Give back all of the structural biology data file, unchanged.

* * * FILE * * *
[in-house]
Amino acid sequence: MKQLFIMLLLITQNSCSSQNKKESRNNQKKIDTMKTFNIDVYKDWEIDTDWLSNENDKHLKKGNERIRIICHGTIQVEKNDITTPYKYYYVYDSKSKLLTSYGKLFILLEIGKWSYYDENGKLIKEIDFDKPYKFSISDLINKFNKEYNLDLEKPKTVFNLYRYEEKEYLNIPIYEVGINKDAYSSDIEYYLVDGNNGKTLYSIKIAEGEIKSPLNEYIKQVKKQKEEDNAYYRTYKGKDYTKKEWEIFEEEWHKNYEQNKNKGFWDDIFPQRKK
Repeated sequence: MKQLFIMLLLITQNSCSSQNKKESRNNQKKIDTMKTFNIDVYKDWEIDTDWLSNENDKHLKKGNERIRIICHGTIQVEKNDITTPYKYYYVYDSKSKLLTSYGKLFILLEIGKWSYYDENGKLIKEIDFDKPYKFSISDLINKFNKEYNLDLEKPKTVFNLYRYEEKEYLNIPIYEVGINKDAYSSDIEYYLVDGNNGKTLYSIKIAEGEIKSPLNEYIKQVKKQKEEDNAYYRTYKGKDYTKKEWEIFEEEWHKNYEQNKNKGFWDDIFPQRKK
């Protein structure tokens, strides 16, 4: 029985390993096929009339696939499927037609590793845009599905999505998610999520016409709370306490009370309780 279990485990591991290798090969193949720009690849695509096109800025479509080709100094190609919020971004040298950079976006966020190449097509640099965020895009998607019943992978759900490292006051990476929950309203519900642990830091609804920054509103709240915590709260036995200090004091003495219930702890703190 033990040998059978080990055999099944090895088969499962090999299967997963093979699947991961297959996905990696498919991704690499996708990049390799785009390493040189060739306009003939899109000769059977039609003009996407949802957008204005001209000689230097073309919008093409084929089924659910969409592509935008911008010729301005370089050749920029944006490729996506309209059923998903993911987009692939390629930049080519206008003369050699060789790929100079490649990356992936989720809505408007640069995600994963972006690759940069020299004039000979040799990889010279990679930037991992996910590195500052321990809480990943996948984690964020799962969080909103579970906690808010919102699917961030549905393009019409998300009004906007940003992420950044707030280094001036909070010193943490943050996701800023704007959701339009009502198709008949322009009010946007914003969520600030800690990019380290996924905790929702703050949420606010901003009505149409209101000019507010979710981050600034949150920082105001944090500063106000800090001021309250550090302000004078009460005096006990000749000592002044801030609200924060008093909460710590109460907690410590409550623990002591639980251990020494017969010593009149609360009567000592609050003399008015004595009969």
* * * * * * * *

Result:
[in-house]
Amino acid sequence: MKQLFIMLLLITQNSCSSQNKKESRNNQKKIDTMKTFNIDVYKDWEIDTDWLSNENDKHLKKGNERIRIICHGTIQVEKNDITTPYKYYYVYDSKSKLLTSYGKLFILLEIGKWSYYDENGKLIKEIDFDKPYKFSISDLINKFNKEYNLDLEKPKTVFNLYRYEEKEYLNIPIYEVGINKDAYSSDIEYYLVDGNNGKTLYSIKIAEGEIKSPLNEYIKQVKKQKEEDNAYYRTYKGKDYTKKEWEIFEEEWHKNYEQNKNKGFWDDIFPQRKK
Repeated sequence: MKQLFIMLLLITQNSCSSQNKKESRNNQKKIDTMKTFNIDVYKDWEIDTDWLSNENDKHLKKGNERIRIICHGTIQVEKNDITTPYKYYYVYDSKSKLLTSYGKLFILLEIGKWSYYDENGKLIKEIDFDKPYKFSISDLINKFNKEYNLDLEKPKTVFNLYRYEEKEYLNIPIYEVGINKDAYSSDIEYYLVDGNNGKTLYSIKIAEGEIKSPLNEYIKQVKKQKEEDNAYYRTYKGKDYTKKEWEIFEEEWHKNYEQNKNKGFWDDIFPQRKK
């Protein structure tokens, strides 16, 4: 029985390993096929009339696939499927037609590793845009599905999505998610999520016409709370306490009370309780 279990485990591991290798090969193949720009690849695509096109800025479509080709100094190609919020971004040298950079976006966020190449097509640099965020895009998607019943992978759900490292006051990476929950309203519900642990830091609804920054509103709240915590709260036995200090004091003495219930702890703190 033990040998059978080990055999099944090895088969499962090999299967997963093979699947991961297959996905990696498919991704690499996708990049390799785009390493040189060739306009003939899109000769059977039609003009996407949802957008204005001209000689230097073309919008093409084929089924659910969409592509935008911008010729301005370089050749920029944006490729996506309209059923998903993911987009692939390629930049080519206008003369050699060789790929100079490649990356992936989720809505408007640069995600994963972006690759940069020299004039000979040799990889010279990679930037991992996910590195500052321990809480990943996948984690964020799962969080909103579970906690808010919102699917961030549905393009019409998300009004906007940003992420950044707030280094001036909070010193943490943050996701800023704007959701339009009502198709008949322009009010946007914003969520600030800690990019380290996924905790929702703050949420606010901003009505149409209101000019507010979710981050600034949150920082105001944090500063106000800090001021309250550090302000004078009460005096006990000749000592002044801030609200924060008093909460710590109460907690410590409550623990002591639980251990020494017969010593009149609360009567000592609050003399008015004595009969």